Jurassic World Dominion has a wafer-thin plot and yet, it will mint money. For franchise films in Hollywood, fan loyalty is a boon they never shy away from exploiting.
Director Colin Trevorrow tries to answer one question in the film: ‘Can humans and dinosaurs coexist?’ If you have been a fan of the 1993 Steven Spielberg original, the answer is fairly simple. Yet, 29 years later, the same question, with no different conclusion, has resulted in six movies. Jurassic World Dominion, the final instalment of the second trilogy stars Chris Pratt as raptor trainer Owen Grady and Bryce Dallas Howard as ex-Jurassic World manager Claire Dearing. The film also brings back the franchise’s OG trio—Sam Neill as Dr Alan Grant, Laura Dern as Dr Ellie Sattler, and Jeff Goldblum as Dr Ian Malcom.
A tired plot
For all those who have watched Jurassic Park films over the years, certain elements are classics—attempts to control/rule over dinosaurs gone wrong, a tussle between carnivorous dinosaurs and an opportunistic corporate honcho going against people who wish to keep the ‘balance of nature’ intact. What keeps the thrill alive in Jurassic World Dominion is probably the execution of these familiar tropes.
However, these tropes have simply been exhausted over the years. Twenty-nine years of filmmaking and absolutely no change in plotline can hardly be justified, even at the cost of nostalgia.
Top Gun: Maverick (2022) too relied on nostalgia, but it blended contemporary elements to create a laudable cinematic experience. The same isn’t true for the Jurassic Park franchise. The worst bit is, it doesn’t even try.
While it begins on an interesting premise of illegal trade of dinosaurs in a world that is now full of them, 10 minutes into the film, it flits from Texas to Italy and forgets itself completely, making you wish you were watching a documentary on dinosaurs instead.
Nostalgia makes you want more
Watching Dern, Neill and Goldblum definitely induced some nostalgia as you are transported back to what had first brought magic and dinosaurs into the world of cinema. The trio manages to impress the audience, with Goldblum taking the limelight. His classic dry humour in the face of calamity makes you laugh and wish even more for a better ending to the trilogy. Dern and Neill, too, hold up their own with their romantic undercurrent making you almost simp for them.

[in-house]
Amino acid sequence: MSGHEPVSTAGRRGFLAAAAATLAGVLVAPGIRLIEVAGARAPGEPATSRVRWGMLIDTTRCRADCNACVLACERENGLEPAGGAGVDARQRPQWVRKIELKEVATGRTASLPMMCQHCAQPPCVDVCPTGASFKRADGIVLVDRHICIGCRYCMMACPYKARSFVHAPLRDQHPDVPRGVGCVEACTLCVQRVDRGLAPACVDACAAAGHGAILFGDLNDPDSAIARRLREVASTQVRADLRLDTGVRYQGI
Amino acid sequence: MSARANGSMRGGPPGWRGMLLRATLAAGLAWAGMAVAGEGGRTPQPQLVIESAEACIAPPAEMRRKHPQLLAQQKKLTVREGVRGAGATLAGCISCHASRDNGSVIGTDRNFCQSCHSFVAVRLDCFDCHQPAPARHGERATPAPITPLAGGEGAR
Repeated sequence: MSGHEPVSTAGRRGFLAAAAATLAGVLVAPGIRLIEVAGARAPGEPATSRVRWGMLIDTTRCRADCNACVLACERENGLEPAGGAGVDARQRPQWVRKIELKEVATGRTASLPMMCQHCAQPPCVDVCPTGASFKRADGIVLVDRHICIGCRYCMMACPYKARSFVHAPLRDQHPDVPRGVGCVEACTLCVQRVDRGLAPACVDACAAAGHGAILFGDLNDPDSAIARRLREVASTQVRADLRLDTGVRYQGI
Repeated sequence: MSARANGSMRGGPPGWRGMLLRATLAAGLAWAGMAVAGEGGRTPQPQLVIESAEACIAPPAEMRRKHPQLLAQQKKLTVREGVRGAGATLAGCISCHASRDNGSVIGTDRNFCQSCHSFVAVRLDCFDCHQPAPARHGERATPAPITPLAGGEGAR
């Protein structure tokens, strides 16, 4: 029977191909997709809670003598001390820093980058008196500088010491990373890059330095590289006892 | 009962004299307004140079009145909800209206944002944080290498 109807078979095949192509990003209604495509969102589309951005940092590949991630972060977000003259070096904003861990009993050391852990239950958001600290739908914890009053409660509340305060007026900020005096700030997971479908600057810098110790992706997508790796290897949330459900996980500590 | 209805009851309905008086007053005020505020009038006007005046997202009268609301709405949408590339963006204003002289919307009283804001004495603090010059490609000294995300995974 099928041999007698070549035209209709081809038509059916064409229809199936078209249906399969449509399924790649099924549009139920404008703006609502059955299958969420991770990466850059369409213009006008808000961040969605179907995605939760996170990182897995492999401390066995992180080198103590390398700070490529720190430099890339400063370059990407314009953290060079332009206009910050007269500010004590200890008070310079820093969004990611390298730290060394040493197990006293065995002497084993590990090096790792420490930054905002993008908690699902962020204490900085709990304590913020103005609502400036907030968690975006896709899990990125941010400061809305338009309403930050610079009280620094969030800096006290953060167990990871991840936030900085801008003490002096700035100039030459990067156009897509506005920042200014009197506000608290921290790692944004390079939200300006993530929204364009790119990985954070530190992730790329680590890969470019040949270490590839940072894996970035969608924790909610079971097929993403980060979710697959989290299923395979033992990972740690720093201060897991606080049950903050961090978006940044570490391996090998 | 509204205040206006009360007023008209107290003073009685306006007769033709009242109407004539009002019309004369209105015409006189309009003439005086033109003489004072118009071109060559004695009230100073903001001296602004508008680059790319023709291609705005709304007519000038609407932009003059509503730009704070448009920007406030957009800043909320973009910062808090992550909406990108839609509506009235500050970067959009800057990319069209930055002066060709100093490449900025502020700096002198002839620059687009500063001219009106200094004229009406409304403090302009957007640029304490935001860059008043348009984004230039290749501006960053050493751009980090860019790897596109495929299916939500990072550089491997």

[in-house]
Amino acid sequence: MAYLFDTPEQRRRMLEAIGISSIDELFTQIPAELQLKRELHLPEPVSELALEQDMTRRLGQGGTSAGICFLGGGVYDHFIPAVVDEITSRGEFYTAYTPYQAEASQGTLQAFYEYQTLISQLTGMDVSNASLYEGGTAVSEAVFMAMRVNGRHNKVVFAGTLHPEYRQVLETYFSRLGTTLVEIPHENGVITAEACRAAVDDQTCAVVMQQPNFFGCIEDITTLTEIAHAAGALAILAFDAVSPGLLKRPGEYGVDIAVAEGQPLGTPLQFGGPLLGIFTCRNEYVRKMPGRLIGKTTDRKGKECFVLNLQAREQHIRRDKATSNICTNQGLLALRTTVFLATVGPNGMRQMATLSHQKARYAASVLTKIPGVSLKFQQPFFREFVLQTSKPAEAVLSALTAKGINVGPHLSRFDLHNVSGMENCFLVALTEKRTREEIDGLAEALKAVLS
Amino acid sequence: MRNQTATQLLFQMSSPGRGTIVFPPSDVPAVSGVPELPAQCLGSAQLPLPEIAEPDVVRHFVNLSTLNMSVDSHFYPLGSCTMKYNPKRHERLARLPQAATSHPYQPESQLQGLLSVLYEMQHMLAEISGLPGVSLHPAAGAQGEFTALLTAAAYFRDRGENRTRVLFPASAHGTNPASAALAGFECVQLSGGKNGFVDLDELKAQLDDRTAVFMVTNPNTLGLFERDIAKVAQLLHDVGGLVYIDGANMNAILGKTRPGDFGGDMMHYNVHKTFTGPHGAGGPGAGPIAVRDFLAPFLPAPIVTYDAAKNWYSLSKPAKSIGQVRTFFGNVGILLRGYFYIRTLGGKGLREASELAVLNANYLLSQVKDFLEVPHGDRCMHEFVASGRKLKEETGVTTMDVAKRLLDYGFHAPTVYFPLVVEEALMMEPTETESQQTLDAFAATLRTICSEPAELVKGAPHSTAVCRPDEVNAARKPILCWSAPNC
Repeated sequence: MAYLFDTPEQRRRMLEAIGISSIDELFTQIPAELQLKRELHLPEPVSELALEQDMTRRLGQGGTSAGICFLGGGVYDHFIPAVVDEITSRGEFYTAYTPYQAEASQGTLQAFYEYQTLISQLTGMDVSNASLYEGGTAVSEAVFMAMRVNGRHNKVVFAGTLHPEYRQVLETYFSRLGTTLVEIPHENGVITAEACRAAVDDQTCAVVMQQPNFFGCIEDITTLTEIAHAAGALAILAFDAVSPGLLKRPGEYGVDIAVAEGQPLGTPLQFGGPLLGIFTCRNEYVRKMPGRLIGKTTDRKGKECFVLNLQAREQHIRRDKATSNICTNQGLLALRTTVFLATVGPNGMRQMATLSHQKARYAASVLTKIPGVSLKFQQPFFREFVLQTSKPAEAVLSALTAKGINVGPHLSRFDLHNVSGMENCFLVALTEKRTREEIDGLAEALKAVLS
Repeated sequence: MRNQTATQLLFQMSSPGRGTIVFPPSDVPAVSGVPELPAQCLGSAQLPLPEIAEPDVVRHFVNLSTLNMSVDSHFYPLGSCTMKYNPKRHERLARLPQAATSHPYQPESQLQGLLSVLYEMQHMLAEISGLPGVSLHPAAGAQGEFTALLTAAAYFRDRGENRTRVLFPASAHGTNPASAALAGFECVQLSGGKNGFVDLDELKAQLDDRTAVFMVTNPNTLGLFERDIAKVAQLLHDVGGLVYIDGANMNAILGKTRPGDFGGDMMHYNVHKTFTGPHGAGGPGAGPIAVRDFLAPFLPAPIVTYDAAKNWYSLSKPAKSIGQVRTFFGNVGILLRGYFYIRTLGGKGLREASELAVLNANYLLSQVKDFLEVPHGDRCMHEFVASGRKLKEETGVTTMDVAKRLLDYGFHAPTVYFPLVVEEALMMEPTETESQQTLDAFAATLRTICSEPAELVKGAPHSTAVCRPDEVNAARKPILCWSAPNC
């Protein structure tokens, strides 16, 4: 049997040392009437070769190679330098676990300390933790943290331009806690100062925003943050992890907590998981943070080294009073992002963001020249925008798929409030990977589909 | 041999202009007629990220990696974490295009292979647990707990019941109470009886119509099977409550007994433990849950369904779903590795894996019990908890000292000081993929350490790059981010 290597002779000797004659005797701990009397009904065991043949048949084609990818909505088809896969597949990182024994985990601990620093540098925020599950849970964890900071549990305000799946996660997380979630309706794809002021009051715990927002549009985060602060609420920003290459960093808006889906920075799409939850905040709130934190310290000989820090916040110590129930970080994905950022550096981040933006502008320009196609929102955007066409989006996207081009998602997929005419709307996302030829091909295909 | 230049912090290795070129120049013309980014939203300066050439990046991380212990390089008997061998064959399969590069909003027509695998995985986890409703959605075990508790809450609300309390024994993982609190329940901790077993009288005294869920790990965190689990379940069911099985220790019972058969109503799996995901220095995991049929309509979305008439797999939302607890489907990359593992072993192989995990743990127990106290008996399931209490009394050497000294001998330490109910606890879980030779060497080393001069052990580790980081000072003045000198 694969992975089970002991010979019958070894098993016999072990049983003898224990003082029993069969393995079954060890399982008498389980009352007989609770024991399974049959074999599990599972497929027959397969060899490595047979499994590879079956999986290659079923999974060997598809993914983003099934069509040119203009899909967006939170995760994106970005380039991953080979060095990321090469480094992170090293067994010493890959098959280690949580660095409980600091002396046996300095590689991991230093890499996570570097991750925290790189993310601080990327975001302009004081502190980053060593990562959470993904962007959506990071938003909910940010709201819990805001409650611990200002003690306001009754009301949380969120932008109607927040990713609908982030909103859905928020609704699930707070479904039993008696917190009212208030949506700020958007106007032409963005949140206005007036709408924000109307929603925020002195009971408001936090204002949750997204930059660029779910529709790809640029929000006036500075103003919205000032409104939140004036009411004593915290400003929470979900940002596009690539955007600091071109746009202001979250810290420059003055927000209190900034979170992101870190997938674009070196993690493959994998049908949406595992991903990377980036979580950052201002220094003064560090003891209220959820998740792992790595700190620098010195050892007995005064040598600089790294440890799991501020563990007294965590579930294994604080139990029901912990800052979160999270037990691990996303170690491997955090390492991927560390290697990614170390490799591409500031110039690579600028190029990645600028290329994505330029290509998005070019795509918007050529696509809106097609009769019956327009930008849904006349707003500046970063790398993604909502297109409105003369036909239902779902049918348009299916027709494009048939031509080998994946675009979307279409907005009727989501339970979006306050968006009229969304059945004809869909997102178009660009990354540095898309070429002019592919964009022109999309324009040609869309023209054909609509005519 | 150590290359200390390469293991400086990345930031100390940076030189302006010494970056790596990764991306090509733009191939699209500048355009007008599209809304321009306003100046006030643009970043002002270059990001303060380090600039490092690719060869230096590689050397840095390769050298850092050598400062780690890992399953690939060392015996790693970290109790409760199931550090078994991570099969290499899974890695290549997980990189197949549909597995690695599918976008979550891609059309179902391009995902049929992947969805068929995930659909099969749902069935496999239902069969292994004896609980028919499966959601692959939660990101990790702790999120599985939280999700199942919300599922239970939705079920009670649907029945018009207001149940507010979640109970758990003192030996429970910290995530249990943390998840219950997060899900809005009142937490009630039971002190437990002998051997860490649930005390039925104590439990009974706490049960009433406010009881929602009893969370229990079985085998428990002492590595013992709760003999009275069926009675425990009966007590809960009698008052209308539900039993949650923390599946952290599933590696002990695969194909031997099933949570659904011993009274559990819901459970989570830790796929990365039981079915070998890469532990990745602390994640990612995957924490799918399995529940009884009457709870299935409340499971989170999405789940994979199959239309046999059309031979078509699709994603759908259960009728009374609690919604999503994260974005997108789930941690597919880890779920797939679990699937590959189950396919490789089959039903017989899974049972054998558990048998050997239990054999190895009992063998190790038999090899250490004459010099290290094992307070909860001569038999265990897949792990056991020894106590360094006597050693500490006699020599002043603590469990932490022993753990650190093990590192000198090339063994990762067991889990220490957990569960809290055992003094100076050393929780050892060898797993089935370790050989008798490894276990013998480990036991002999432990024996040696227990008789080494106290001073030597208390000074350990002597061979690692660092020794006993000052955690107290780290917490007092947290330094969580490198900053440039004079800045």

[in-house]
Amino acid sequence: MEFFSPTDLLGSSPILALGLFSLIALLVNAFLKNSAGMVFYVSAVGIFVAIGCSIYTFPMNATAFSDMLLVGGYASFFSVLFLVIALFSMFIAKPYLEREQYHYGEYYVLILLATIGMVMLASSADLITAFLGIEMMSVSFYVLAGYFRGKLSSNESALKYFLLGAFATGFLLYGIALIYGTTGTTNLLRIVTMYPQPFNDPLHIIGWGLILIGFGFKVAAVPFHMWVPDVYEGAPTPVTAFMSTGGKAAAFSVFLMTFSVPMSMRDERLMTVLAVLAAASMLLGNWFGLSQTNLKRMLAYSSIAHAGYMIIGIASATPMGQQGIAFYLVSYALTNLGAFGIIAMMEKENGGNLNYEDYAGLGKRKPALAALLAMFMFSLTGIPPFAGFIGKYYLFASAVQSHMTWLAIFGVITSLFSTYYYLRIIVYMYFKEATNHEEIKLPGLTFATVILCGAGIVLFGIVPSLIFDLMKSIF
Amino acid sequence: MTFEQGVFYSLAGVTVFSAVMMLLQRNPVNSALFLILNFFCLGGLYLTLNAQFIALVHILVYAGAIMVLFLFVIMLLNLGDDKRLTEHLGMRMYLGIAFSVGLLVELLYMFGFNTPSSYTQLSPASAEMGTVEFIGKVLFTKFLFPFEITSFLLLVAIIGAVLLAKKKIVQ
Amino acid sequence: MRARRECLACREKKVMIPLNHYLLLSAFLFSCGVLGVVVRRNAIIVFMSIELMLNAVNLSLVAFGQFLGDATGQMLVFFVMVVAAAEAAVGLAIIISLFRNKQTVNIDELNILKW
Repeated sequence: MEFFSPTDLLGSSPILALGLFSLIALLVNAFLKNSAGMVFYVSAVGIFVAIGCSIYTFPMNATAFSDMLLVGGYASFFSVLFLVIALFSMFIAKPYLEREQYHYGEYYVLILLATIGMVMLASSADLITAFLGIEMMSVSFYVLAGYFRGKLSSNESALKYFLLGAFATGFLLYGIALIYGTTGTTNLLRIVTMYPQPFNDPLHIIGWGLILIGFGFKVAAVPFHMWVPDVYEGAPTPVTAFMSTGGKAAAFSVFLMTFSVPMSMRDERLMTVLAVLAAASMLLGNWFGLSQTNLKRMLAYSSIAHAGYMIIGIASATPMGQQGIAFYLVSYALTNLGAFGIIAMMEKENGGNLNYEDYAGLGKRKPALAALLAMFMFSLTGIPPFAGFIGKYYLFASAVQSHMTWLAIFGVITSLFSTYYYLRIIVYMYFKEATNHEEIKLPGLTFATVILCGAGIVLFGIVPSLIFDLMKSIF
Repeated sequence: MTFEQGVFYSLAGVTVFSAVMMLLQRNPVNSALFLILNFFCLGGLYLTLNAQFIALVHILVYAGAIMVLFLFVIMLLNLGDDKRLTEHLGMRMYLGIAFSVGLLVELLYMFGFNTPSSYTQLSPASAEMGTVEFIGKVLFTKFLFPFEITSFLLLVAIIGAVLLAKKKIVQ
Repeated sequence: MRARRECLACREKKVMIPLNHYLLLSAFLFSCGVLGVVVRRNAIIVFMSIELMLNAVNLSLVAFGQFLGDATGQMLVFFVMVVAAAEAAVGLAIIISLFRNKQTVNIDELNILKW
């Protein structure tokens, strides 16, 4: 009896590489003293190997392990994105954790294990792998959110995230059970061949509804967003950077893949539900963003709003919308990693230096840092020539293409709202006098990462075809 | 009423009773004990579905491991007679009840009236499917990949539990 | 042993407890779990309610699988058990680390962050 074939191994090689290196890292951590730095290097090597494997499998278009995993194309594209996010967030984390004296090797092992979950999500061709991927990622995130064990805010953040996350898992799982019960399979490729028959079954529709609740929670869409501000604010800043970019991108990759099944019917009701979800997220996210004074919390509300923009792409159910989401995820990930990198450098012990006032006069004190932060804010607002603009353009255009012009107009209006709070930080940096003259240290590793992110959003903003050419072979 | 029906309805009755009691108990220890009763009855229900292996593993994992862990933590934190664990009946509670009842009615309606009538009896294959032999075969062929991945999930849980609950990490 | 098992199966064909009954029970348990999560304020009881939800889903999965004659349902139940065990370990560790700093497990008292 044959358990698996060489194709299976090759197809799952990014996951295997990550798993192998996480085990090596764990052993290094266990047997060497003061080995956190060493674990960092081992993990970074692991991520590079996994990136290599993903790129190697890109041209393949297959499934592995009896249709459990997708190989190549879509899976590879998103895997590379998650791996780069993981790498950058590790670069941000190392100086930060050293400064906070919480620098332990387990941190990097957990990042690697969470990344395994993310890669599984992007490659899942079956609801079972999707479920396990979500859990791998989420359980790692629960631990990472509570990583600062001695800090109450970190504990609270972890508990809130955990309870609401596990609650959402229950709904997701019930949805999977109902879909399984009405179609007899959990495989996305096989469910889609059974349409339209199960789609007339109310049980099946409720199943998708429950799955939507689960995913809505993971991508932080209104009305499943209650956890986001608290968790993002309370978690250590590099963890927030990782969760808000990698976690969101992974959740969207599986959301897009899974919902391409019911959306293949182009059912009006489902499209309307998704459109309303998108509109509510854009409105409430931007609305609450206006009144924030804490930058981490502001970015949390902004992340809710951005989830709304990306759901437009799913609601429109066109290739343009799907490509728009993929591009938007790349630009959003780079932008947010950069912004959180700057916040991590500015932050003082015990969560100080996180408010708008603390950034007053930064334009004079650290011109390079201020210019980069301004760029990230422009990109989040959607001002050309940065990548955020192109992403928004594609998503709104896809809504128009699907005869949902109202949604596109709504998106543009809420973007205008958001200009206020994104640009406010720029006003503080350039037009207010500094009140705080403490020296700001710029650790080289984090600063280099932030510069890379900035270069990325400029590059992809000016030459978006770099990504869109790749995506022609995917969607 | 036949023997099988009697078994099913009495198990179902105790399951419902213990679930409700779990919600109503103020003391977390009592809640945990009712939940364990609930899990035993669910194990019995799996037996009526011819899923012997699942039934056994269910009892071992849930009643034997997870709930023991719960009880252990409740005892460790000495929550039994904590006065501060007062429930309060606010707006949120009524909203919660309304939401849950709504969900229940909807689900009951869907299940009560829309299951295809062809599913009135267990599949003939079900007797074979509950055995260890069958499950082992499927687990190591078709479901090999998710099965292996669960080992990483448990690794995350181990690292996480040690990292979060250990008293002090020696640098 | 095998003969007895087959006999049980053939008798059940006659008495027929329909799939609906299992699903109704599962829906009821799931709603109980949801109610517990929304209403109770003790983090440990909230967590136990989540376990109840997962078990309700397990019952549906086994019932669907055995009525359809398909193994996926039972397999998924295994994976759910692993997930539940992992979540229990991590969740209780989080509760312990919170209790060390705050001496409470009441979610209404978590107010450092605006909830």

Chris Pratt and Bryce Howard try but barely show any character development to make a strong impression. It’s a sheer waste because they are brilliant actors and could have brought more to the film, but, in Jurassic World Dominion, their chemistry feels way too sanitised.
The movie makes abundant use of advanced Computer-generated imagery to bring a variety of dinosaurs to the screen — from raptors to Giganotosaurus and T-Rex. Their appearance will make your inner child clap before lapsing into wishing they had put more heart and soul into the story. Even the final fight between three carnivorous dinosaurs is just basic at best. The action scenes are well-shot and almost give off a Mission Impossible vibe with Pratt roaring across in a motorbike, except that it’s two dinosaurs in hot pursuit on the streets of Malta.
What could have been a roaring end, literally, just barely whimpers through. It might make all the money, but it is definitely winning no hearts.
(Edited by Humra Laeeq)